The Beirut Diaries: “Doumations” in a globalised world
Douma’s old stone houses sit perched in their own unique world of pre-globalisation. Leaning on their Ottoman ancestors, Italianate villas grace the sides of the sleepy village with exceptional grace. Their thick stone walls, almost one metre thick, furnish homes with climate control against harsh winters and hot, dry summers. Turkish rugs lie draped across cool floors, inviting occupants to retreat from their geranium-filled balconies into a charming other-world era of low Ottoman sofas, decorated in dark reds and blues, tables built from brass trays lined with qahwe pots and tiny cups, and black and white photographs mounting the heavy walls, recounting an illustrious past. Forged iron chandeliers are strung low from timber ceilings; ancient cooking vessels are crammed into a dark corner and the hollowed tile in the floor remains blackened from the braziers of burning coals used only fifty years ago to keep the hearths warm.
Some eighty kilometres from the frenzied summer fire of Beirut, the cool mountain air blows soothingly across the men playing backgammon in their wooden shop below ponderous grape vines. Everyone spots the stranger in town; she will provide their entertainment and discussion for at least the next twenty-four hours and a one kilometre circuit from the pharmacy to the church will take in excess of two hours as the villagers open their homes for endless rounds of coffee, biscuits and fruit which cannot be refused. Only an elderly sun-crisped woman dressed from head to foot in black, walking alone with her curses, ignores the stranger. The teenage joy-riders, who will plague peaceful sleep at night, pretend they haven’t seen the stranger, as they fix their hair in the windows of the local barber.
Amidst ancient olive trees and Christ
The scorpion shape of the village can be spied from above, amongst olive trees that pre-date Jesus Christ by some 400 years. Visible by its famous red roofs, Douma is tucked deep into the mountain valleys where the Eastern Christian population has always lived, their Orthodox churches arriving more recently to sit side-by-side, quite literally, with their Catholic brethren. The mark of the Orthodoxy lies imprinted across Douma, in both the many churches (some sixteen or seventeen at last count) and in the foundations of the village itself, once famous for its thriving souk. Some homes still display framed photographs of the Russian Tsars, as a mark of their gratitude for the help they received in constructing the modern village.
As Sunday’s bells ring out for mass, both congregations spill out of two sets of parallel steps which lead down from two hollowed domes, one Catholic and one Orthodox, each blessed by the grace of God, towards the solitary café in town, named George’s Patisserie because it originally sold a few trays of baklawa. Today, fresh trays remain for sale but the modernisation of Douma has led George to offer his customers the international flavours of pizza, nachos and Greek salad, as well as the ever-present shish taouk, which is a delicious, glorified chicken kebab and chips wrapped in thick pitta bread and doused in a rich, garlic mayonnaise; omnipresent in Lebanon, the kebab is a ferocious competitor for the McArabia Beefburger, which thankfully is entirely absent on the roads leading up from the coast.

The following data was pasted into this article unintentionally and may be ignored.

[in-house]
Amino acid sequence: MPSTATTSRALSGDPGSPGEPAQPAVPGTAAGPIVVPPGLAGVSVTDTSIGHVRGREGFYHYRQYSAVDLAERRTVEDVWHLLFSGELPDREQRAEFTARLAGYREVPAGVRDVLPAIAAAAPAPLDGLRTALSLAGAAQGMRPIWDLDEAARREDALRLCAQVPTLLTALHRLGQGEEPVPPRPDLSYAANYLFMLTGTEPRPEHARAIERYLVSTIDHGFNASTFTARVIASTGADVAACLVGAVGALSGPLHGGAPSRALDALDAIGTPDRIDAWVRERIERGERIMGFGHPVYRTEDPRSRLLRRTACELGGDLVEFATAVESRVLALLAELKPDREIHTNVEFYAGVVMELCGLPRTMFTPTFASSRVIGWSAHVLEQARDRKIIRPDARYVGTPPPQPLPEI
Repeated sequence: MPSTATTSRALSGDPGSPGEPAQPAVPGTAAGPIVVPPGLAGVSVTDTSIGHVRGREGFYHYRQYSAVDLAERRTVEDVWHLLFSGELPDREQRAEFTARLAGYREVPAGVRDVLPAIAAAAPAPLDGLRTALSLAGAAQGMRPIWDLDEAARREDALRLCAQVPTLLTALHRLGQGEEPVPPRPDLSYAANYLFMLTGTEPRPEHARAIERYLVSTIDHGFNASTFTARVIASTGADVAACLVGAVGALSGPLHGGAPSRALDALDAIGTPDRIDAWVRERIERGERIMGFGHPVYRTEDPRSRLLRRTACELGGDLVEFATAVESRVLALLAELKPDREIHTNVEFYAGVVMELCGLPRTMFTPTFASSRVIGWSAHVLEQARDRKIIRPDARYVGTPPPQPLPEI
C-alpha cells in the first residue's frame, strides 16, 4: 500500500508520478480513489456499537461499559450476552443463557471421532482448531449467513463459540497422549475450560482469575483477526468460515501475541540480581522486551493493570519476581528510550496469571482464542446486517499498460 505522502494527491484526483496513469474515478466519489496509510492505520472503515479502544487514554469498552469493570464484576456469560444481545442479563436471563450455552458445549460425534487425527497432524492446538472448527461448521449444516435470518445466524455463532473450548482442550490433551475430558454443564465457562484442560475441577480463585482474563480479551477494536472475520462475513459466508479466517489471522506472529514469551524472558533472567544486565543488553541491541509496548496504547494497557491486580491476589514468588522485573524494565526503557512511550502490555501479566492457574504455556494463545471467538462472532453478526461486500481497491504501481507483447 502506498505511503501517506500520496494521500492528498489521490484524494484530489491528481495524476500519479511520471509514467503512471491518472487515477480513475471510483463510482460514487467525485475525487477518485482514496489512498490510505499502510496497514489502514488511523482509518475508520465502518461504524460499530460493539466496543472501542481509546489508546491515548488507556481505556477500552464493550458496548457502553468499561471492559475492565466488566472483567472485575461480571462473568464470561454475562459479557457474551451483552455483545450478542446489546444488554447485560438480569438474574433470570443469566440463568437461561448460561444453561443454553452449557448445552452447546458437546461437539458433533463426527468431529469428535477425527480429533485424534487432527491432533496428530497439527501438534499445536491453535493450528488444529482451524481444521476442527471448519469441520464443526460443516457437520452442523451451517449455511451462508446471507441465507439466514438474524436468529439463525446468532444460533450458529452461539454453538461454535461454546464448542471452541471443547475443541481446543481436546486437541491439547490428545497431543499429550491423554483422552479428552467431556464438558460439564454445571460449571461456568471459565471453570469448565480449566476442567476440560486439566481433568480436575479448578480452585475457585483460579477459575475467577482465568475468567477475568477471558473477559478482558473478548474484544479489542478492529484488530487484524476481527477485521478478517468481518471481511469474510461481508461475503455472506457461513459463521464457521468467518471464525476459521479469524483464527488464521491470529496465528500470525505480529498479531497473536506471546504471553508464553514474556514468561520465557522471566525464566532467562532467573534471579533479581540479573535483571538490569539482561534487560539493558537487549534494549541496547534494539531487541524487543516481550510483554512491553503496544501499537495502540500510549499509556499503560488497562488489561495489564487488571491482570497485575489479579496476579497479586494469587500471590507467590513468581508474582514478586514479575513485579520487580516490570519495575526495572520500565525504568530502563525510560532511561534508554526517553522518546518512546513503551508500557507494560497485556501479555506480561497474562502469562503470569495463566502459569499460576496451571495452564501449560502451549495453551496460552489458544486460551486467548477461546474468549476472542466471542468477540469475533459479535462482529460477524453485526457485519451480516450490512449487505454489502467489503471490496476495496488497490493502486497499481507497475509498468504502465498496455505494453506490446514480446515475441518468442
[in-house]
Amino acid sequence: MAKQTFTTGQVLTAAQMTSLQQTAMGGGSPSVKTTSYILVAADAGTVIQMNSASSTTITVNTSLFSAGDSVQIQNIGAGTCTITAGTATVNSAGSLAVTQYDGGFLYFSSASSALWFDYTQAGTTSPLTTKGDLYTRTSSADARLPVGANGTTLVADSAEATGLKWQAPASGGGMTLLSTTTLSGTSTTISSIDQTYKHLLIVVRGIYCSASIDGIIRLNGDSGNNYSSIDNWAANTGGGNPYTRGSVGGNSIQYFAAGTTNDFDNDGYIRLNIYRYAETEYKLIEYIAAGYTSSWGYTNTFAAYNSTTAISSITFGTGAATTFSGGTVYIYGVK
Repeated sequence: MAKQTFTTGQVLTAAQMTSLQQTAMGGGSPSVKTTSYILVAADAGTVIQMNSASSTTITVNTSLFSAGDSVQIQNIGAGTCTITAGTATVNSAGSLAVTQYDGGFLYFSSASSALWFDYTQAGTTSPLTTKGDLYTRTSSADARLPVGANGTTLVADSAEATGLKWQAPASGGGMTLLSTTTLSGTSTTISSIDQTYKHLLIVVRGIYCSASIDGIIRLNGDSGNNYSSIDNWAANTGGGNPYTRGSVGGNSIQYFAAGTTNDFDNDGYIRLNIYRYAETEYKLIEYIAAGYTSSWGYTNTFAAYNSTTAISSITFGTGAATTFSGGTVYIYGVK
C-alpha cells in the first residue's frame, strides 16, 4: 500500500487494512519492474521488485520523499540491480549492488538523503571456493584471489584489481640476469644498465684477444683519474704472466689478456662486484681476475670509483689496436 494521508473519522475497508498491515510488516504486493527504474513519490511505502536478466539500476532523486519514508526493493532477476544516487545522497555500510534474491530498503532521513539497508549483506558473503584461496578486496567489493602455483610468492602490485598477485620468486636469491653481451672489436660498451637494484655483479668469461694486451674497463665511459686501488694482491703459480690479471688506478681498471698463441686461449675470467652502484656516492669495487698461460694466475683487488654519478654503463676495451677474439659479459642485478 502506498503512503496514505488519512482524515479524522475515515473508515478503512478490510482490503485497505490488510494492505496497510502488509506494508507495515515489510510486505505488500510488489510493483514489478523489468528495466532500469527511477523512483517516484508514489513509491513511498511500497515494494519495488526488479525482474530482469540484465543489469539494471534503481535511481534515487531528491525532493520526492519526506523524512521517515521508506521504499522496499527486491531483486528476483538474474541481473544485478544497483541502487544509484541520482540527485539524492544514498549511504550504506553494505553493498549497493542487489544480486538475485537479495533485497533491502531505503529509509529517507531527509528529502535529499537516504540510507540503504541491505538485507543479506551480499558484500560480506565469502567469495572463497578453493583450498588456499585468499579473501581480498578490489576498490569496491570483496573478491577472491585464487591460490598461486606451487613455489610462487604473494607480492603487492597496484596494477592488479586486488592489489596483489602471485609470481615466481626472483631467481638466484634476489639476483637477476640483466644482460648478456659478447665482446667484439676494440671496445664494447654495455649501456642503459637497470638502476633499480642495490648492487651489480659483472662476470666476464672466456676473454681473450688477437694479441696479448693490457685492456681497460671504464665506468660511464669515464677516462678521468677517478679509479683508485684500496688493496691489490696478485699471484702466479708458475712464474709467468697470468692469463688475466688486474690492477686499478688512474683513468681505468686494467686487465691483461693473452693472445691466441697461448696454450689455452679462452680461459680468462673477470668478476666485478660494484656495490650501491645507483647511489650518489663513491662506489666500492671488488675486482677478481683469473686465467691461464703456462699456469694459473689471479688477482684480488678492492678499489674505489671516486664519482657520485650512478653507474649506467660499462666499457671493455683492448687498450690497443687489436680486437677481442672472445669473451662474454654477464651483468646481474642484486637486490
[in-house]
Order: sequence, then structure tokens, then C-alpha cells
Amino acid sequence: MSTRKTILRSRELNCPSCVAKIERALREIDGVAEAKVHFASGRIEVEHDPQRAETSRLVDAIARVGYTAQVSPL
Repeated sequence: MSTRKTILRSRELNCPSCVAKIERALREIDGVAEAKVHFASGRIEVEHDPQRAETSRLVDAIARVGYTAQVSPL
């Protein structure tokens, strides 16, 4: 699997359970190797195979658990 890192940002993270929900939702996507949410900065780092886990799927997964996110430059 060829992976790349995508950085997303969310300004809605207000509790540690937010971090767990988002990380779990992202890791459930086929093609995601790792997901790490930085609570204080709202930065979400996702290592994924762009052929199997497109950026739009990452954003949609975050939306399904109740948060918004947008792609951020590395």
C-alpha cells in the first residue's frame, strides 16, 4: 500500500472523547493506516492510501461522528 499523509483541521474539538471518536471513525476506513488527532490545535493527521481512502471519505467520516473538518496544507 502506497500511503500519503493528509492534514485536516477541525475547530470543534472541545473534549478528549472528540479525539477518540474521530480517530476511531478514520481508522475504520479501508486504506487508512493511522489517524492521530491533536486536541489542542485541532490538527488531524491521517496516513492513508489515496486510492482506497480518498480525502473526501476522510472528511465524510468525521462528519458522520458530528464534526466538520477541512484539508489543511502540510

The scent of pine and rosemary drifts across the valley, mingling with the apple argileh curls coming from George’s yard and the teenage perfume of young girls sitting amongst the trees gossiping about secret crushes and boys. Their whispers turn to giggles as we walk past. It is the hour of the collective town stroll of Lebanese mountain villages, once travelled by foot, and now a showpiece for the local accumulation of flash cars from Germany, Britain and Japan. The odd gleaming mustang, the local wedding hire, rips across the precarious roads, winding at speed through the jeeps and Mercedes. Doumanians, despite their cars however, lack the bravado of some other northern villages and their residents take extraordinary pride in their origins.
Here, in this village, the elders once poisoned a Turkish army brigade in order to avoid paying unjust taxes, burying the men and their horses in the hills high above where fig trees now burden the earth with copious fruit. Here, in this village, the Malouf family and many others left the mountains to make their fortunes in the Americas: A famous rocking chair upon which Ronald Reagan once sat can trace itself back to these hills. A bevy of dark-haired Easterners who now populate Brazil, Argentina, Cuba and Mexico are tied forever to this winding scorpion. Some returned, many did not, their remaining legacy found in houses as carefully restored as any in Lebanon, a place where inhabitants are proud to open their homes to a stranger to show off the magnificence of their antiquities – a weary accounts book, bound in greying leather, which records all the assets of every home in 1930, yellowing lace curtains and bedspreads crocheted by a great-grandmother, or her mother, one of generations of women whose simplicity or complicity led them either to stay or to go, marrying in the exotic climes of Cairo, or upon the steps of a blessed Orthodox church.
Glocalisation a la Douma
Douma is a village whose history is bound up in so many places: Syria, Turkey, France, where its twin is found, Latin America and Russia. Douma, a peaceful bastion in a troubled land, unwittingly finds herself as an early model for ‘glocalisation’. From the comfort of their terrace armchairs, munching pink rosebud pistachios straight from the tree, Doumanians are able to reach across any atlas and find their local branch.
September 12th 2010 Beirut, Lebanon.